In the second episode of Shonda Rhimes’ new Netflix series, Inventing Anna–which follows the rise and fall of Anna Delvey, New York’s most infamous scammer–Anna (portrayed by Julia Garner) spontaneously travels to Ibiza to board a friend’s yacht for a few days. She arrives on the ginormous boat wearing a fitted red Alexander McQueen dress with a flouncy hemline. The look is finished off with a silk scarf tied around her head like a babushka, gigantic sunglasses, and a Dior tote with her name embroidered onto it. The extremely glamorous outfit shows what you can buy with fraudulently-acquired cash – provided you can swindle enough New Yorkers, of course.
By now, you’ve likely heard the real-life story of Anna Delvey (née Anna Sorokin), who was convicted in 2019 on charges of attempted grand larceny, larceny in the second degree, and theft of services. From 2013 to 2017, she tricked Manhattan’s elite into thinking she was a German heiress. She defrauded banks, hotels, and acquaintances, all while ostensibly raising funds for The Anna Delvey Foundation, the contemporary art centre of her dreams. Huge tabs were left unpaid in the process; money borrowed from friends was never paid back. (To this day, Delvey still remains in immigration limbo, and is currently in custody with ICE. She completed her criminal sentence last year, but is now awaiting deportation back to Germany.)
If you’re posing as a German heiress, you have to dress the part. Costume designers Lyn Paolo and Laura Frecon began their research by taking a deep-dive into Delvey’s Instagram account, where she often posted selfies of her designer outfits, as well as reading journalist Jessica Pressler’s viral profile of her. “We went down a rabbit hole – googling and stalking friends who were tagged – and then we tried to match every one of her looks as best we could,” Frecon says. “We even recreated a little black bomber jacket that was mentioned [in the article] and that was in a lot of her Instagram photos too.”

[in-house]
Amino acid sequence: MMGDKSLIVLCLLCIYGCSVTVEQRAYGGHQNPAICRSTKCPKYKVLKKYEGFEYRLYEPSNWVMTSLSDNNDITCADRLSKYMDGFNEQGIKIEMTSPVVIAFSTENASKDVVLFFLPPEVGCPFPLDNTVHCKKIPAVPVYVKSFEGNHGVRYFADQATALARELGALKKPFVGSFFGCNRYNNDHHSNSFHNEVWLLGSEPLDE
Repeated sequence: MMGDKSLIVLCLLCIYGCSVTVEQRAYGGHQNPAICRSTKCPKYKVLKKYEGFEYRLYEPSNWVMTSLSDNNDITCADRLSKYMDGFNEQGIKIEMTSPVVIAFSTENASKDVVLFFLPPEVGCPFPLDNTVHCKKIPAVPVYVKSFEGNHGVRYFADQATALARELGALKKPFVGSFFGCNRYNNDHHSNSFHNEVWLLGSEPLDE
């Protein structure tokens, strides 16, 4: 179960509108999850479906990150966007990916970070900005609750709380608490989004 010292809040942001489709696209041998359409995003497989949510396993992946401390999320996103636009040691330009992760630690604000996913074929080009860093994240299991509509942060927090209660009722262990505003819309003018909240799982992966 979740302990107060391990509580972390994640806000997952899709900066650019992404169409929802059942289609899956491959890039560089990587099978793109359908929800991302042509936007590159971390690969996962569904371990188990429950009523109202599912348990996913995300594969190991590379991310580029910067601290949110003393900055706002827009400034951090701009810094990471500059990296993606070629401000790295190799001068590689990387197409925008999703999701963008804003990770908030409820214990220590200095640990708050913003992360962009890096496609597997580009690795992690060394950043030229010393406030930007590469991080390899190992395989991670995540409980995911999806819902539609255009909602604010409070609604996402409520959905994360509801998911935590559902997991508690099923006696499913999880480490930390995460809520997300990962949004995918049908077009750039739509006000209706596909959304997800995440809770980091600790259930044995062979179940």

Delvey’s fashion choices evolve throughout the show to accentuate her character arc. As a lover of all things fashion and New York street style, Anna’s style begins as youthful and graphic. She sports a loud floral-print Dolce suit while browsing an art gallery in one early scene. But her wardrobe slowly begins to change as Delvey infiltrates a more glamorous, high-class circle. “Her style becomes more curated and conservative, so that she can be taken seriously in that business world,” Paolo says. They chose to dress her in more discreet clothes from labels like Oscar de la Renta, Chanel, Givenchy, Prada, Gucci, Valentino, and Celine. The project was a dream job for both the costumers and Garner alike, who got to play dress up every single day. “She would come in, and we would have 10 racks of clothes, and she would just be beaming,” Paolo says. “She would want to try everything on!”
For the more mature, secondary characters in Delvey’s circle, meanwhile, the costumers took great inspiration from New York’s “ladies who lunch”. “Everything is curated. The jewellery matches the jacket that matches the nails,” Paolo says. Though any character, no matter how big or small, had plenty of clothing options. “People were basically throwing things at us,” Paolo says. “We started reaching out to our friends in the fashion world, and asking them to give us pieces that weren’t out yet. We wanted to be ahead of the curve.”
They added that the many discussions with Pressler, and the constant re-reading of her bombshell story, were pivotal to understanding what just may have been in Anna’s real-life wardrobe. “Jessica was invaluable to the research–even down to what Anna wore when she was arrested (Chanel flats),” Paolo says. “We did so much research just trying to figure out who she was. But I think that’s the whole point of the show–nobody really knows who Anna is.”
This story was first published on Vogue.co.uk.